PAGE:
The Works of

Rev. Prof. Dr. F.N. Lee

15 July

While there’s life there’s hope; but not if one dies in one’s sins!

Ecclesiastes 9:3-6

‘There is one event, for all. Yes, also the heart of the sons of men is full of evil…; madness is in their heart while they live; but after that, they go to the dead…. To him that is joined to all the living, there is hope. For a living dog is better than a dead lion…. For…the dead…have no more reward…. Their love and their hatred and their envy has now perished. Neither do they any more have a portion…in anything that is done under the sun!’ Ecclesiastes 9:3-6.

In the Ancient East, a dog was despised. So the comparison here is between the lion as the greatest of animals, even when dead — and the dog as the least worthy animal, even when alive. It is better to be a serf among the living, than a king among the dead. It is better to look forward even to death, than to have no memory at all after death (until the resurrection unto judgment)!

Every level of existence, however humble and even miserable, is far more to be chosen than the state of death. To be a living dog may have little attractiveness, but it is better than a dead lion. All the living have full confidence and joy. It is better to be a dog which lives, than a lion which is dead. The dog is the proverbial emblem of that which is contemptible. The lion is the king among beasts. But if the lion be dead, then all is over with its dignity and its strength. The existence of a living dog is to be preferred to that of a dead lion!

Calvin says in his Institutes III:25:5 & III:20:24: “Although the minds of men ought to be perpetually occupied with this pursuit (of man’s resurrection), yet — as if they actually resolved to banish all remembrance of the resurrection — they have called death the end of all things, the extinction of man…. Solomon certainly expresses the commonly received opinion, when he says ‘A living dog is better than a dead lion’ (Ecclesiastes 9:4).”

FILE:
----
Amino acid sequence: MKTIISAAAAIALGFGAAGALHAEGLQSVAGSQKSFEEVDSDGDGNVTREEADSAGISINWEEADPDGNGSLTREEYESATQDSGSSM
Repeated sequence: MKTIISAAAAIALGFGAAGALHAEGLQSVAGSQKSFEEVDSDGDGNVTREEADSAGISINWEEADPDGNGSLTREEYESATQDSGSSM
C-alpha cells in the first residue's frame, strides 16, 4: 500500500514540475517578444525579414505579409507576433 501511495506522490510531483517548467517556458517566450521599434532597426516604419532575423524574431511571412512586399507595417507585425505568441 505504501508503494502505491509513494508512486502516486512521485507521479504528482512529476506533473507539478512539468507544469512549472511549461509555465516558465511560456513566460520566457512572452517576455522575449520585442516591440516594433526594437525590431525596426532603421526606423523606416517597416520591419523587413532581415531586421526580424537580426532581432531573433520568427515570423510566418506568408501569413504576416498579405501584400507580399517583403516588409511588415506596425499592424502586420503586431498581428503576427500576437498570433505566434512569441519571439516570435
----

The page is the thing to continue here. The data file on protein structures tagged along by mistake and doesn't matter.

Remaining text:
However, “while men are alive upon the Earth, they can mutually commend themselves to each other’s prayers…. This they do, by the command of the Lord — and not without a promise!… But all such reasons are inapplicable to the dead, with whom the Lord in withdrawing them from our society has left us no means of intercourse (Ecclesiastes 9:5-6).”

In his Psychopannychia, Calvin adds: “(In) Ecclesiastes 9:1(-5)…, shall the believers to whom all things work together for good, regard affliction as an evidence of divine hatred? By no means!… They not only endure whatever befalls them with unshaken magnanimity, but even glory in tribulation — acknowledging with blessed Job: ‘Though He slays us, we will hope in Him!’ (Job 13:15 [and 19:25-27])…. The object of Ecclesiastes is not to show that the souls of the dead perish, but…to confess God…. There is no time of confessing, after death…. No time for repentance!”

Even if you feel like a dog — while you are still alive, there is hope! But if you should feel even like a lion as the king of all beasts — once you are dead, you are dead indeed!

While there’s life, there’s always hope. But not so, if one dies in one’s sins! And you?